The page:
Brisbane; it’s a beautiful city, a great climate. The clouds here billow and pillow in the summer, and the air is heavy in the afternoon, but not as oppressive as in the real tropics. The cloudscapes are spectacular.
There’s only the slightest bit of exaggeration in this – the sky really did look that way.
At least when my sons are with me, a visit to Brisbane means the thrill of the Maritime museum, where the photo above was taken. All this rigging and rust isn’t so heady for me, but the Diamantina is a lot of fun to wonder about on. It feeels like a relic too – all those steep marine steps, and not a skingle OH+S officer in site, and very few ares off-limits.
We were lucky today as a replica of the Duyfken, a Dutch Galleon from the 1600s was in town, and we got to explore it with a very knowledgable guide who was very generous with his time. It was the most beautiful, hand-crafted vessel. It was a guess, an estimate, recreated from one tiny engraving, records of the original’s dimensions and a limited amount of documentation. A mixture of history, romance and imagination masquerading as the authentic experience. If this seems curious, then it is because of the nature of authenticity rather than this instance of it. It was a superb experience, going below these decks.
Still, a 16th Century Dutch galleon that was legally required to have modern liferafts and fly the the Australian red ensign…
We also got to the “big” museum. I paid my regular visit to my favourite exhibits, if favourite is the right word.
Upstairs, there is an extensive collection of Aboriginal artifacts. There are many form my area. These everyday objects that were used in daily life are more touching to me than any historical account. They are also mysterious. And beautiful, redolent of an aesthetic that is so unfamiliar. The shield from Rockhampton has an angular design, like a capital letter E and it’s mirror image joined back-to-back. The Mackay conterpart was similar, but more angular, like the ABC sign on its side. So many questions – was this similarity a coincidence? Was the similarity due to the proximity of the two tribes? Or was each one unique?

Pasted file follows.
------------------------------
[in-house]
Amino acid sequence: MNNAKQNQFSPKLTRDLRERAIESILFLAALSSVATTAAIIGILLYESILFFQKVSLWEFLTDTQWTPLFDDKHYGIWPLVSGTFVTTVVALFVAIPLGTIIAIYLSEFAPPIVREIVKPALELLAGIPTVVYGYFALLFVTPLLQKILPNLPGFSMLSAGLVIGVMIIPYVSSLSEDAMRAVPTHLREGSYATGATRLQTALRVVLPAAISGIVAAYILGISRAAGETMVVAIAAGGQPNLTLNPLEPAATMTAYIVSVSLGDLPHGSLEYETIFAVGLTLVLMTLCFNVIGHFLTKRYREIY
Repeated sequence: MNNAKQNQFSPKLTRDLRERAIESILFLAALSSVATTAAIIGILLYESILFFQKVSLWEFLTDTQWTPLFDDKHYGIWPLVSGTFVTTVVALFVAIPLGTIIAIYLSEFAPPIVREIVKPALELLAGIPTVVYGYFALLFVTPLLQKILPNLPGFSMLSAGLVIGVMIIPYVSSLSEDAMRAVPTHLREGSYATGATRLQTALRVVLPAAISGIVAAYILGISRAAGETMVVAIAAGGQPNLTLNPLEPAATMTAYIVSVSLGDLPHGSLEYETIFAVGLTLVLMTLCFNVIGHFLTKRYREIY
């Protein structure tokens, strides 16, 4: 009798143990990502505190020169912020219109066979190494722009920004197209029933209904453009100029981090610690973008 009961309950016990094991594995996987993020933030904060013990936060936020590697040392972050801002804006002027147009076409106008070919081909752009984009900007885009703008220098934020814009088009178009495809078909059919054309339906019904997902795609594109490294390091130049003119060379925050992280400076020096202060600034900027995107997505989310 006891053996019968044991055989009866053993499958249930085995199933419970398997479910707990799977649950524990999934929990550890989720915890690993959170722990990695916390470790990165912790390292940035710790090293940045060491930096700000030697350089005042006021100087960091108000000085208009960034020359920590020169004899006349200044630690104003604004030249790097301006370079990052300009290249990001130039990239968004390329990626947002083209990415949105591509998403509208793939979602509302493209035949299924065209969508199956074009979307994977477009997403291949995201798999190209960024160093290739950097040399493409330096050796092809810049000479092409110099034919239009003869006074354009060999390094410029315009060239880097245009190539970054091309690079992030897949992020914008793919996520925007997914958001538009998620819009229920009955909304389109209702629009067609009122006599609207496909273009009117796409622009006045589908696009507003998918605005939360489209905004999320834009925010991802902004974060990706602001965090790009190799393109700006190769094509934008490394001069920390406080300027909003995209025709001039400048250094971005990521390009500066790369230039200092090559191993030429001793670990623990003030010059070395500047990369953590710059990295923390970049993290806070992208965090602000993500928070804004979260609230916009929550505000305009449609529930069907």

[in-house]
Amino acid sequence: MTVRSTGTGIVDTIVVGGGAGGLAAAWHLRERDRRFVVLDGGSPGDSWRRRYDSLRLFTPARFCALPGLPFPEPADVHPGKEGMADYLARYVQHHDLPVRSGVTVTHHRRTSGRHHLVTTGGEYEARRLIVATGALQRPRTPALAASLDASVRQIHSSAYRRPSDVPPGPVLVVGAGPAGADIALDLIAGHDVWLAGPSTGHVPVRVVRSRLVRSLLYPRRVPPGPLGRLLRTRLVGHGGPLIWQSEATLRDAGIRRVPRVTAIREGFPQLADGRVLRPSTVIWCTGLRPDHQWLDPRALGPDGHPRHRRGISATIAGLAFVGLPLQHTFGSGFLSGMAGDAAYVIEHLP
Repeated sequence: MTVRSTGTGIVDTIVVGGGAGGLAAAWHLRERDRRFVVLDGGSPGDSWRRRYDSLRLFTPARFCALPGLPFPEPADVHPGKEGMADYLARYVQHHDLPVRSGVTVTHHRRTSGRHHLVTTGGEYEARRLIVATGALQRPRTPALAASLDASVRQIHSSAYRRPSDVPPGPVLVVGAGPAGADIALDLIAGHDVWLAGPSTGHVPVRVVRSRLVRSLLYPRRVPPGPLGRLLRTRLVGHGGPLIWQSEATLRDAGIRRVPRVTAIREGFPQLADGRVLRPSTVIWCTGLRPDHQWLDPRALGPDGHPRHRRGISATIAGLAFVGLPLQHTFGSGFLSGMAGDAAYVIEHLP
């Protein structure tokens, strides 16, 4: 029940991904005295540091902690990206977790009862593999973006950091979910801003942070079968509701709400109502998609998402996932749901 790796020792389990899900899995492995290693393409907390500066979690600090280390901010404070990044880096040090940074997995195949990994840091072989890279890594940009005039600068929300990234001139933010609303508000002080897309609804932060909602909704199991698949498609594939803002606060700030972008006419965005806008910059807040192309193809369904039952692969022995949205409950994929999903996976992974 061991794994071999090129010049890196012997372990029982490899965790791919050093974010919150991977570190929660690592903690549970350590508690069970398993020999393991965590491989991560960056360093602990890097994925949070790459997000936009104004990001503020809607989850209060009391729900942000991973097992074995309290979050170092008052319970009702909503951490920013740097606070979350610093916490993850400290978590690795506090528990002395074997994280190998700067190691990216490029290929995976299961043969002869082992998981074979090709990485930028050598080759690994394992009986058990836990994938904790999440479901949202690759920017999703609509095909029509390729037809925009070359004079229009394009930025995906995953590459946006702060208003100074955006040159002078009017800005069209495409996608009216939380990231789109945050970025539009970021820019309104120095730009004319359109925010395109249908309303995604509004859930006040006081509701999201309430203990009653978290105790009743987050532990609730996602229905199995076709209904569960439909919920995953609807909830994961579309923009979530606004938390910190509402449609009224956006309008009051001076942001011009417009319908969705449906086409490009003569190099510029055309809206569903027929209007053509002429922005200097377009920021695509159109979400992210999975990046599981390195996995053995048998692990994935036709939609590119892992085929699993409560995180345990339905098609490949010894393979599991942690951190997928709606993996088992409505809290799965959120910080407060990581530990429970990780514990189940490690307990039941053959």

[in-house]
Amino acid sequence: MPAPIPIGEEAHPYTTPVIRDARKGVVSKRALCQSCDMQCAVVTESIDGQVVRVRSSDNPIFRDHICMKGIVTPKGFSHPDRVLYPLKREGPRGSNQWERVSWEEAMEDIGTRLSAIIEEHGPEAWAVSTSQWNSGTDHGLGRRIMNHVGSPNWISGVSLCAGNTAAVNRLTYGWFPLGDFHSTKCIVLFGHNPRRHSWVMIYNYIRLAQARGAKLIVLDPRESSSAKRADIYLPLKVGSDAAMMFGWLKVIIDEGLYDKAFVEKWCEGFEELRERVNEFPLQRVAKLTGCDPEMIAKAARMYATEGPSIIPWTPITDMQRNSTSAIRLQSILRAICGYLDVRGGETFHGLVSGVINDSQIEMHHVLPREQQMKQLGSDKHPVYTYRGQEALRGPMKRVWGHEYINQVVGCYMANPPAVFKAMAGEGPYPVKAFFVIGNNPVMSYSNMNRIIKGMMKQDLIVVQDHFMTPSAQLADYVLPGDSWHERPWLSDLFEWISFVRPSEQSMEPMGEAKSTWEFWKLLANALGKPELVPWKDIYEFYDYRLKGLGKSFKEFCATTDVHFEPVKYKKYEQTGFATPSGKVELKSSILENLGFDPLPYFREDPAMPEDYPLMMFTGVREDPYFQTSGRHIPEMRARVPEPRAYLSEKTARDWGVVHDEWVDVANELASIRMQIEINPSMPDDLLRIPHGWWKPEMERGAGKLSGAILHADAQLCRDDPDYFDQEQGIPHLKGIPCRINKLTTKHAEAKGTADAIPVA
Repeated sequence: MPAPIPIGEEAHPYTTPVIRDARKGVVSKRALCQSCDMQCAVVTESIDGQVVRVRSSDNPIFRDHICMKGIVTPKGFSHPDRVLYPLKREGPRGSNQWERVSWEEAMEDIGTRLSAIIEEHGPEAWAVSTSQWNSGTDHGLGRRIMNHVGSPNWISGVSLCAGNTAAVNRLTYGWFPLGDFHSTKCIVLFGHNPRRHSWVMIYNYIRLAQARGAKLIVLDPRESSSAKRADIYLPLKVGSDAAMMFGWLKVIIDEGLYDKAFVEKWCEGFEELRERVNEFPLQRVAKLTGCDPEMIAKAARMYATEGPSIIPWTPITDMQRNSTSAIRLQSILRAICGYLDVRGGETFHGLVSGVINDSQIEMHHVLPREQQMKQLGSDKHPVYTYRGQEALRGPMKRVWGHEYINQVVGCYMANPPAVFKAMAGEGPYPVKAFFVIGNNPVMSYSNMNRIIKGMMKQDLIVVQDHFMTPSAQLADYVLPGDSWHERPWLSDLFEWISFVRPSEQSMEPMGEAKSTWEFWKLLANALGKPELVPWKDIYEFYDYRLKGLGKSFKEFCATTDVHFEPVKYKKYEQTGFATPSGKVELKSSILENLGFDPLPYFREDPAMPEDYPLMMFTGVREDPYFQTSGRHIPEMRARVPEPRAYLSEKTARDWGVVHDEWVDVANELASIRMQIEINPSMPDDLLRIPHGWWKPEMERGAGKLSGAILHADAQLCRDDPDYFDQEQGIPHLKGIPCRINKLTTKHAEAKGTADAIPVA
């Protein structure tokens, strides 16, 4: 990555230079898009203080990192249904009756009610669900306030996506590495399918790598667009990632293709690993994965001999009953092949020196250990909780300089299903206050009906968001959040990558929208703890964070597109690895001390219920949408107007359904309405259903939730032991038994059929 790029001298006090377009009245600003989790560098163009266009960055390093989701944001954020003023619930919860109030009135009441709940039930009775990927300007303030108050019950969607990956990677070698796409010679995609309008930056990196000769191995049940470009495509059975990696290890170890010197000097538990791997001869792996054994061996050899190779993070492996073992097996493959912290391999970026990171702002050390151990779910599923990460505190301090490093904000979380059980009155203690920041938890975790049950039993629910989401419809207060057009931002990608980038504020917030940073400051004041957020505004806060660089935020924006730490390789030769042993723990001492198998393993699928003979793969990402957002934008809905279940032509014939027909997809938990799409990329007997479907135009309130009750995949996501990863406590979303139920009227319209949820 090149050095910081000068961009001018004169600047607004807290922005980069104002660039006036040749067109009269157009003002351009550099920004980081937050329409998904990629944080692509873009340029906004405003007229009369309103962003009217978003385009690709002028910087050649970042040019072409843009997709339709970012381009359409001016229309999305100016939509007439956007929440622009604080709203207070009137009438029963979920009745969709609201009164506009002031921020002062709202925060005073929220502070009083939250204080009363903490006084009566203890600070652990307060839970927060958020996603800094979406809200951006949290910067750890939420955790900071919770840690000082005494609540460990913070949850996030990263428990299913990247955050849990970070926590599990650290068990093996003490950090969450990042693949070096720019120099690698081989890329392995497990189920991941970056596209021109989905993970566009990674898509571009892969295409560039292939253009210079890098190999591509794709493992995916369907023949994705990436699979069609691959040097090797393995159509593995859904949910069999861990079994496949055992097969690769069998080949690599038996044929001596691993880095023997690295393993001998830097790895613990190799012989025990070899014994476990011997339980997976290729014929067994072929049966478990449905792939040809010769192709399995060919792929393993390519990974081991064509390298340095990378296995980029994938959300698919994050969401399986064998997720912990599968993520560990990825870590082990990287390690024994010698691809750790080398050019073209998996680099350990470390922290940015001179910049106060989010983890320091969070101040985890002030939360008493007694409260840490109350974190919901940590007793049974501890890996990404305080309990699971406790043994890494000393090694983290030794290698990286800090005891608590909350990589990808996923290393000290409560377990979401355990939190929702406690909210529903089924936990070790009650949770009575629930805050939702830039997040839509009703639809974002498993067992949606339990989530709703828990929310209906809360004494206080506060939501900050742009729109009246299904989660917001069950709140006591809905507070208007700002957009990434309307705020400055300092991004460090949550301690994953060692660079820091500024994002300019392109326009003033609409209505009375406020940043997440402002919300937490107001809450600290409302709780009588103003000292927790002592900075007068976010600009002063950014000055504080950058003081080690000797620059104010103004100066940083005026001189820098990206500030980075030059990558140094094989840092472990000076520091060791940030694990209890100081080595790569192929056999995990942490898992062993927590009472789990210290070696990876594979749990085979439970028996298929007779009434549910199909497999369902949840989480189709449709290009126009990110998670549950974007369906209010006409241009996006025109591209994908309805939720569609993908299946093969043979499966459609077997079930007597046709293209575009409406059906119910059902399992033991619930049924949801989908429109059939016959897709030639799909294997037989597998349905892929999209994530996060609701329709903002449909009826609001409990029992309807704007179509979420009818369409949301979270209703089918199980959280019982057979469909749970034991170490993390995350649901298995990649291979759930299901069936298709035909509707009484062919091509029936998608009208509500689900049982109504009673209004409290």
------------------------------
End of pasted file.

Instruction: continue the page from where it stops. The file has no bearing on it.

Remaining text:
The mainstreaming of the Central Desert art style has created apop cultural impression of “Aboriginal Art”, but it is a particular not a generic style. These Queensland artefacts seem more melancholy somehow sincce they look so alien to me. Which of course they are. Not quite so to a kid who proudly told us of his Aboriginal heritage, and was just thrilled by the nets, clubs and spears. I wondered if he’ll see a different side to them when he was my age. I hope they are always a celbration to him.
There was also time for a quick look at the taxidermic remnant of the Paradise Parrot. If you followed that Wiki link, know that the actual specimen is so much more colourful and beautiful than the pictures. It’s so sad to see something amazing that used to be here, but isn’t. And the information card gives it a nice O of distribution on the map of Queensland that flows right over where I live. To think, these birds were where I am, but are now nowhere.
Greetings from Brisbane, everyone.
By the way, the irony of me writing something that seems to equate an extinction and a human tragedy is not lost on me. And i even drew a diagram. How Victorian of me. No, wait, this is Queensland, Victoria isn’t until Monday.